Discontent and Its Civilizations: Dispatches from Lahore, New York and London. By Mohsin Hamid. Riverhead Books, New York, 2015. 240 pp.
Shortly after September 11, British-Pakistani writer Mohsin Hamid submitted an article for an American publication. He wanted to capture the fears of his family, based in Pakistan, after this world-altering day and ahead of the U.S. invasion in Afghanistan. But according to Hamid, the piece was published without a passage he had included in the original: on the grievances of Muslims in the greater Middle East that might explain the motivations behind the attacks. “This was my first experience of what I would come to recognize as growing American self-censorship,” he recounts in his latest book, Discontent and Its Civilizations: Dispatches from Lahore, New York and London.
It was a sensitive time. Then, the narratives of 9/11 and the subsequent War on Terrorism were resolutely framed by Westerners, particularly non-Muslim Westerners. Over the past decade, however, it has become increasingly clear that the United States is not the only victim of terror. Iraqis and Afghans have been killed in great numbers by extremist militants as well as by Western forces. In Pakistan, Hamid’s home country, terrorist attacks alone have killed an estimated twenty thousand civilians over the last decade. Meanwhile, some sources tally the civilian death toll from U.S.-led drone strikes at nearly a thousand.
Since 9/11, space has also gradually opened for writers like Hamid whose diverse voices lend a new perspective on the sociopolitical experiences of Muslims in the West and the East. Hamid’s novel The Reluctant Fundamentalist, set in 2000, captures the political and personal contradictions of a young Muslim man who is shaped by his experiences in both Pakistan and the United States. Now in Discontent and Its Civilizations, a collection of personal essays and writings on policy topics, he challenges the predominant narrative of 9/11—the United States and Americans as victims. In one essay, Hamid’s mother remarks about the day: “It is terrible, what happened. But now they are so angry. They talk about a war on terrorism. But they never seem to think what they do terrifies normal people here.” “Normal” is the key word: Discontent is an attempt to describe differing views as the norm, as part of the experience of today’s globalized world, and not just a fictional representation from one of Hamid’s novels.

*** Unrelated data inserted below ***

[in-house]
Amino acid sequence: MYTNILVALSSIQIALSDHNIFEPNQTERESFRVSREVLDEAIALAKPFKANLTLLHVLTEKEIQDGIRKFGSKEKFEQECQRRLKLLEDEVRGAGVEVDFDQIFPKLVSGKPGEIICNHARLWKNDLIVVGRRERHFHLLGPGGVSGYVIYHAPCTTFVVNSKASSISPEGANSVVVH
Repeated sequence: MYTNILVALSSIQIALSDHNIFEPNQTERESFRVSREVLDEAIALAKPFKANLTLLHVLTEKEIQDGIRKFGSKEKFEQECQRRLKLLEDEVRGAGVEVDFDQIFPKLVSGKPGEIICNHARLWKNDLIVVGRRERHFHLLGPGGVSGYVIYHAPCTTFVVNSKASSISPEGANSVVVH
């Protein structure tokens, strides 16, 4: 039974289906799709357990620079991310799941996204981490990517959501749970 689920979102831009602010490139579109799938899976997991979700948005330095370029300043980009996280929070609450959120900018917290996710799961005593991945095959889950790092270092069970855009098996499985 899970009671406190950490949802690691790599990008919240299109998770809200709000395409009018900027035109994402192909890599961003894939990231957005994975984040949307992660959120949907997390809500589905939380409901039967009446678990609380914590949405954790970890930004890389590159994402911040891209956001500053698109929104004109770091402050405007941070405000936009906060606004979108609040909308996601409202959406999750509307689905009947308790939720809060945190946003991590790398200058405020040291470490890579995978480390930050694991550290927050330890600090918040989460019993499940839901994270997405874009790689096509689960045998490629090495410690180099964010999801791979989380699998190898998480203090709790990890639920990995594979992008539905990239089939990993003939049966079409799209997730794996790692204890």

Hamid has collected his articles spanning the years from 2000 to 2014 when he lived variously in New York, London, and Lahore; he resided in the United States just before 9/11, in Britain during the 2005 Tube bombings, and at the height of terrorist and drone attacks in Pakistan. Even when the War on Terrorism is not always the focus of his writing, its overbearing presence is felt. He recounts a humiliating experience at the Italian embassy where, in order to get a visa to visit his Italian girlfriend, he had to obtain a letter from her defining their relationship. Other essays span from personal stories of being stopped at New York’s John F. Kennedy International Airport for further inspection before boarding a flight, to his views of Osama Bin Laden’s capture and the American drone policy in Pakistan.